DVD Review - Project Nim

Last year, Project Nim hit theaters a week prior to Rise of the Planet of the Apes and was very much a companion piece. It was very much a real-life example of a primate taken from its mother and raised by humans until the humans decided it was too big and too aggressive, so they locked it up.

Rise of the Planet of the Apes got an Oscar nomination for Best Visual Effects, which it will likely win because it put us right into the mind of the monkeys. Project Nim tries to accomplish the same in that the humans involved are trying to get into the primate's mind.

The story starts in 1973 when a scientist from Columbia University gets a woman to help raise a chimpanzee and teach him sign language. Oscar-winner James Marsh (Man on Wire) interviews these people thirty years later to get their thoughts and feelings about the situation.

Marsh interweaves archival footage with these interviews and some re-creations. Going from footage to interviews, Marsh frequently uses left-to-right dolly moves and so-called "natural" wipes as transitions. Marsh is no doubt great in assembling these things, piecing together a story and finding subjects who can deliver good sound that guides us.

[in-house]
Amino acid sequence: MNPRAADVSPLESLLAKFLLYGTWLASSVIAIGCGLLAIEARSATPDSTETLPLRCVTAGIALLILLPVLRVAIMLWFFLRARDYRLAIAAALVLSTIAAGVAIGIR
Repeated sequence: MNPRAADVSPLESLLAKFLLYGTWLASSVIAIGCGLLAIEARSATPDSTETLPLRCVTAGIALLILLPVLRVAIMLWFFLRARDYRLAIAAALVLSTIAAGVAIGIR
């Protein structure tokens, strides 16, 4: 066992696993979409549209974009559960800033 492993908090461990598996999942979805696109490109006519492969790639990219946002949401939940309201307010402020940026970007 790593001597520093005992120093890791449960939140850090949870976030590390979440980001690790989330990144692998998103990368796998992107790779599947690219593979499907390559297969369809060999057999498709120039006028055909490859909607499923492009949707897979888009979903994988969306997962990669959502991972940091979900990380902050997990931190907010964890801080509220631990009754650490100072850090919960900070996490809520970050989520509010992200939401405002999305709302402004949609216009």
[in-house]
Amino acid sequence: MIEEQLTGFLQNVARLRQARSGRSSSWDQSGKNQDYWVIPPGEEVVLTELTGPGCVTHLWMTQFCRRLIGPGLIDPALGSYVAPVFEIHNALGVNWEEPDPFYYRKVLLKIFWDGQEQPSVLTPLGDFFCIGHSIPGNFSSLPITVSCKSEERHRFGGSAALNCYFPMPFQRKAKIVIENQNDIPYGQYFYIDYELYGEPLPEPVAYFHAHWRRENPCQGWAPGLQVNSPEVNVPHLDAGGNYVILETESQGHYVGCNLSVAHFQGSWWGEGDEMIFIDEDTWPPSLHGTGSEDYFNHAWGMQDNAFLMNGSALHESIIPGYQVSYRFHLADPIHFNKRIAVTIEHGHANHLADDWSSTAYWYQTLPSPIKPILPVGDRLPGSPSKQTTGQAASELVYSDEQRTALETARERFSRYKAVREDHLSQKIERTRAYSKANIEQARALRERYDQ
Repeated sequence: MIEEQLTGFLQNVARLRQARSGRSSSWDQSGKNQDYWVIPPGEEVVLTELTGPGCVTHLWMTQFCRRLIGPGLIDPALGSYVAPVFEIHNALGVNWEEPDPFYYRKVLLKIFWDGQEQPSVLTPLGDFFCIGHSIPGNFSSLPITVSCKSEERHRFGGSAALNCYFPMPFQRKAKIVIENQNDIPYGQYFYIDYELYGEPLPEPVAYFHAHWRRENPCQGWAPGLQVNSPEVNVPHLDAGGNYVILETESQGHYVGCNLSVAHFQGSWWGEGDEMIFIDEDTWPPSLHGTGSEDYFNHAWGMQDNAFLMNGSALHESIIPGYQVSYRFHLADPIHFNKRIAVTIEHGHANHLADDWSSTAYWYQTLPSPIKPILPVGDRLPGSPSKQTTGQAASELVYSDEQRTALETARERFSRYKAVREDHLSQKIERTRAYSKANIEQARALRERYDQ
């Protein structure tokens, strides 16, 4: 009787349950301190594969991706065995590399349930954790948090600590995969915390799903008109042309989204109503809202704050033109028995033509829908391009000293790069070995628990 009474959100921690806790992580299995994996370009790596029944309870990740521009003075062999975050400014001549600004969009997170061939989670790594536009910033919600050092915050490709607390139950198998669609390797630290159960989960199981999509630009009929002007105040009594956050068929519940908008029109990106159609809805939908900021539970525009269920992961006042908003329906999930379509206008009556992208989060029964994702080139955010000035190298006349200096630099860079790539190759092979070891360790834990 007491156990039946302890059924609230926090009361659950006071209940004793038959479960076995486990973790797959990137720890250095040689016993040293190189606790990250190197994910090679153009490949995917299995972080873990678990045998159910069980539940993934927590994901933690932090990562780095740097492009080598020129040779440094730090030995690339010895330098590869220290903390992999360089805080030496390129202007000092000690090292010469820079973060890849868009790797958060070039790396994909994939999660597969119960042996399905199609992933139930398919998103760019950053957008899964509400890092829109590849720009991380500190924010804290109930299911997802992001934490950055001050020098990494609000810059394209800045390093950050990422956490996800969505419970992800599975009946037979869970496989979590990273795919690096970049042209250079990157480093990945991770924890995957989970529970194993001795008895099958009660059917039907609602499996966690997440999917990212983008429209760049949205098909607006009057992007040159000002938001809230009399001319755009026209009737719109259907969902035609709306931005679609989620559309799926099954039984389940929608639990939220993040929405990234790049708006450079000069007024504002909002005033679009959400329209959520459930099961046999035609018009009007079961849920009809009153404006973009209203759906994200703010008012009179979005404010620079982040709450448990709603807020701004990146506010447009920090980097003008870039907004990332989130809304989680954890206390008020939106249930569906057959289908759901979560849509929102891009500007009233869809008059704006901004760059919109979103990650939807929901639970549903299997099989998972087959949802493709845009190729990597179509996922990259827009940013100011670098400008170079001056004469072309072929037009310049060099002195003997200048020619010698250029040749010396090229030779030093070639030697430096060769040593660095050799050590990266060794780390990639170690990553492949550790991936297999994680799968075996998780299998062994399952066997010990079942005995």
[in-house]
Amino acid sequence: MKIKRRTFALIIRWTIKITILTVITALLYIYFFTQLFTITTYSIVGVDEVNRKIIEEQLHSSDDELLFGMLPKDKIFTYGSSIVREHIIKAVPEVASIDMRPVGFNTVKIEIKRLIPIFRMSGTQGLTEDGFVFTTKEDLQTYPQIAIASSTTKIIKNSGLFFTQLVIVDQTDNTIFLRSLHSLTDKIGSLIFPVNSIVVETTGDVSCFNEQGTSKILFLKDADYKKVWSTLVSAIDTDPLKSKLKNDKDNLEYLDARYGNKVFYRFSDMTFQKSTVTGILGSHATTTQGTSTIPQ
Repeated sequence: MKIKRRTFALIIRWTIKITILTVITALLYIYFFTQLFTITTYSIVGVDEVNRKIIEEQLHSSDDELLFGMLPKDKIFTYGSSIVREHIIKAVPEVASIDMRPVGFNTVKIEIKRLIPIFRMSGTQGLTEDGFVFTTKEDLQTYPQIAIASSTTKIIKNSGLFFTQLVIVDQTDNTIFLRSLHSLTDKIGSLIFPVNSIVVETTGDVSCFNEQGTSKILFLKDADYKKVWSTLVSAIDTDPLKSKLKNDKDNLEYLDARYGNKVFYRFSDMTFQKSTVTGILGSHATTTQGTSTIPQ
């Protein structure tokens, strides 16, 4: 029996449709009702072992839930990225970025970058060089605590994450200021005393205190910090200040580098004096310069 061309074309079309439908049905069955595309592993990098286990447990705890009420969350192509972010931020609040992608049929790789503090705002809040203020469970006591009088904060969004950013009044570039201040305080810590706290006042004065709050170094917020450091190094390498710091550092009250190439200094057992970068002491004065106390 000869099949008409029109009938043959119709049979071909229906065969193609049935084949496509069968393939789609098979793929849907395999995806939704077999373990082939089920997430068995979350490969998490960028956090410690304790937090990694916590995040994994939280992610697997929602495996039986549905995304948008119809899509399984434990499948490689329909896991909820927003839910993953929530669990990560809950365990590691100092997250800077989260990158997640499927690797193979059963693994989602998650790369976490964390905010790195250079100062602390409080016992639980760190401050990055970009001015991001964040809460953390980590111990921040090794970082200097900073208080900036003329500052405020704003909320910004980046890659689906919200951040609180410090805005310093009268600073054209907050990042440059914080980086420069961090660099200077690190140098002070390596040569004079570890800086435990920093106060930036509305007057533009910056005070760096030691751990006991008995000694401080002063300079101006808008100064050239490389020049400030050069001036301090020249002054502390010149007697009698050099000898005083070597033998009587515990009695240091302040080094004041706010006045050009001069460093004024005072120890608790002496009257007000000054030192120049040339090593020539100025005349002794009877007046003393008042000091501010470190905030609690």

Having us know Nim and how he was adopted by humans helps us to sympathize with animals that are the subject of experiments, both horrible and extreme by the Laboratory for Experimental Medicine and Surgery in Primates or LEMSIP. The filmmaker gets us to despise LEMSIP when it has probably done countless amounts of good, but the point is that certain animals can't be kept as pets the way Nim is, nor be taken away from the biological mother for purposes that don't help them fundamentally. Plus, try as some may, chimps are not humans. Trying to teach them human language or anthropomorphize them as done here is most likely fruitless.

Four Stars out of Five.
Rated PG-13 for strong language, drug content and disturbing images.
Running Time: 1 hr. and 33 mins.


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